Multiple genetic tests have been performed on a single embryo for almost the first time, according to US researchers. The researchers from John Hopkins School of Medicine say their technique for making copies of an embryo's DNA can improve IVF success rates.
In a study published in April's Fertility and Sterility, they successfully tested embryos from a woman undergoing IVF treatment for both aneuploidy and the single gene disorder GM1 gangliosidosis. She gave birth to a healthy child.
Dr Paul Brezina, a clinical fellow in obstetrics and gynecology, who carried out the research said: 'We were able to amplify the genomic DNA accurately to the point where both single-gene testing and aneuploidy screening could be done. Up till now it has only been one or the other'.
Previously the number of different genetic tests that could be performed on an embryo during IVF was limited by the small amount of DNA that can be taken from an embryo.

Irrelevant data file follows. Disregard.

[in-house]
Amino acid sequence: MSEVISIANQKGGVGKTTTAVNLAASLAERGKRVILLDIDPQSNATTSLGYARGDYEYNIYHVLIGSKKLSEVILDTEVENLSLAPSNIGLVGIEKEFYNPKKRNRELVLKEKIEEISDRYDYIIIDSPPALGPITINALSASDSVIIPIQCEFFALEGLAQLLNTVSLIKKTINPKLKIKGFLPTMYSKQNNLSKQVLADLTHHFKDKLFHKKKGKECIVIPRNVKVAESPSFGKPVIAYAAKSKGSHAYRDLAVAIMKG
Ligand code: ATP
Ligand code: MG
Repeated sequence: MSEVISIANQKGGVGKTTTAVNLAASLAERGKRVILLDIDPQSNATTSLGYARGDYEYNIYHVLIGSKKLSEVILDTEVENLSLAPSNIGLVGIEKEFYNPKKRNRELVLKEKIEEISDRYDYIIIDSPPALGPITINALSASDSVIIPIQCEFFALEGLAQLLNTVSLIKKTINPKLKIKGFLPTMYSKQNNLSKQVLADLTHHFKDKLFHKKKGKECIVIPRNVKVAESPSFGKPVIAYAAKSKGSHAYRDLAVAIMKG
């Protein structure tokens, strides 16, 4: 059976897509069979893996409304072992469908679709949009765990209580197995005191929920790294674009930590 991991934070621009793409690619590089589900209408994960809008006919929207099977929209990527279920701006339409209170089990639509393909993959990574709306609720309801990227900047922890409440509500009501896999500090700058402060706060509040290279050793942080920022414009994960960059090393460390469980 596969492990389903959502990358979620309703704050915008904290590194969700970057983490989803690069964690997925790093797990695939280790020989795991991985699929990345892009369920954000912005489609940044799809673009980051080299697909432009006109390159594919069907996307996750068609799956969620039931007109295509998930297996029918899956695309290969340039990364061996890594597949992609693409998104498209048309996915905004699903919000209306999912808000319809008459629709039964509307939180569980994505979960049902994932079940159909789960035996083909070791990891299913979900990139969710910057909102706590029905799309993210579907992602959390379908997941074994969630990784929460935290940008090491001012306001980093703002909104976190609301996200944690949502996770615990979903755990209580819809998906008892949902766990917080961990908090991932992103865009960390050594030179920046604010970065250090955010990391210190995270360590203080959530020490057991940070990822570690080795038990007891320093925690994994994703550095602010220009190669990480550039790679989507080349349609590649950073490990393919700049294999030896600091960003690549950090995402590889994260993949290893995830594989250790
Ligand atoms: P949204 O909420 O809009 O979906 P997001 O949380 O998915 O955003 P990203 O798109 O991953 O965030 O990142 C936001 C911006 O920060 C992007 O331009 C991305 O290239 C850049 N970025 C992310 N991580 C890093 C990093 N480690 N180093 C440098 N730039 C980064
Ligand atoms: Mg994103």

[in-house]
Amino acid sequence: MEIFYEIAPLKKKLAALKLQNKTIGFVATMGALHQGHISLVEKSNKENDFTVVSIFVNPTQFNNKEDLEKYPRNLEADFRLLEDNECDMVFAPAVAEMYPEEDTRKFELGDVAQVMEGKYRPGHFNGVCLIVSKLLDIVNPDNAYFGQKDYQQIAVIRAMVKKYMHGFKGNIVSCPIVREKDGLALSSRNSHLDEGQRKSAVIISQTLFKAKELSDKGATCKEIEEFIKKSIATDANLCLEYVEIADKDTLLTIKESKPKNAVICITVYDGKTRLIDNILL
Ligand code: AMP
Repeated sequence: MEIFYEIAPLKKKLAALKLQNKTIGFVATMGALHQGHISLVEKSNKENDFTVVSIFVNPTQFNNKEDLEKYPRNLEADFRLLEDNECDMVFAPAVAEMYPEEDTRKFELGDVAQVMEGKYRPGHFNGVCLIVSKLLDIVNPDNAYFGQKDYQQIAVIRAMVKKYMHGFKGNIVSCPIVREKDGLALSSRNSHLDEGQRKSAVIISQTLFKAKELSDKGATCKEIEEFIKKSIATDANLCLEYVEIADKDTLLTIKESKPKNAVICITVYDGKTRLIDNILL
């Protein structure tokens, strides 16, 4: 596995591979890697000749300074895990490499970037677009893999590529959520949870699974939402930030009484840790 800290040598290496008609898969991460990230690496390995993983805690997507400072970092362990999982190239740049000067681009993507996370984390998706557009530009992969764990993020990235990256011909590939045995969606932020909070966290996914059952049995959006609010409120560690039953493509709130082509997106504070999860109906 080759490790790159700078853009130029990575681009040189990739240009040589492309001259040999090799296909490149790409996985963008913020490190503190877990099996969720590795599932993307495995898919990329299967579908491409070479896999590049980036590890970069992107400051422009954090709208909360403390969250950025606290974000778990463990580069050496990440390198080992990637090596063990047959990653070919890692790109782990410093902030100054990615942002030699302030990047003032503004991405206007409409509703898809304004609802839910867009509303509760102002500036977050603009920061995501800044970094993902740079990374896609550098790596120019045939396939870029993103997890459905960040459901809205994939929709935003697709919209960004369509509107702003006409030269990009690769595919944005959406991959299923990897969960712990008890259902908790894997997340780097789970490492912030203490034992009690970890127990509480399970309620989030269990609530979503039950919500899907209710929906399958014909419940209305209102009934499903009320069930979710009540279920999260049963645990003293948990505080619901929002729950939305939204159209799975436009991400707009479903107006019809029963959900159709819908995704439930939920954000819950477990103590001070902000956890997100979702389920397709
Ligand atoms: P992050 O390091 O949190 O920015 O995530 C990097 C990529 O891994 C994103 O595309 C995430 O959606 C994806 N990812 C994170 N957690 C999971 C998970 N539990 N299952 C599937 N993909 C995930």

The new 'modified multiple displacement amplification' technique replicates a tiny amount of DNA extracted from a single cell of a three-day old embryo so it can be tested for several disorders. Unaffected embryos can be used for the rest of the IVF treatment.
Since the study was published online in December 2010, this combination of tests has been offered to seven more women by study co-author Dr William Kearns at the Shady Grove Center for Preimplantation Genetics in Rockville, USA. Five women have so far become pregnant with the technique.
Speaking about one of the women, Dr Kearns said: 'She is a 39-year-old woman who is a carrier for Fragile X syndrome (a genetic disease that causes mental disabilities) and had two first trimester miscarriages. We did the same methodology on her and now she is pregnant. It is spectacular'.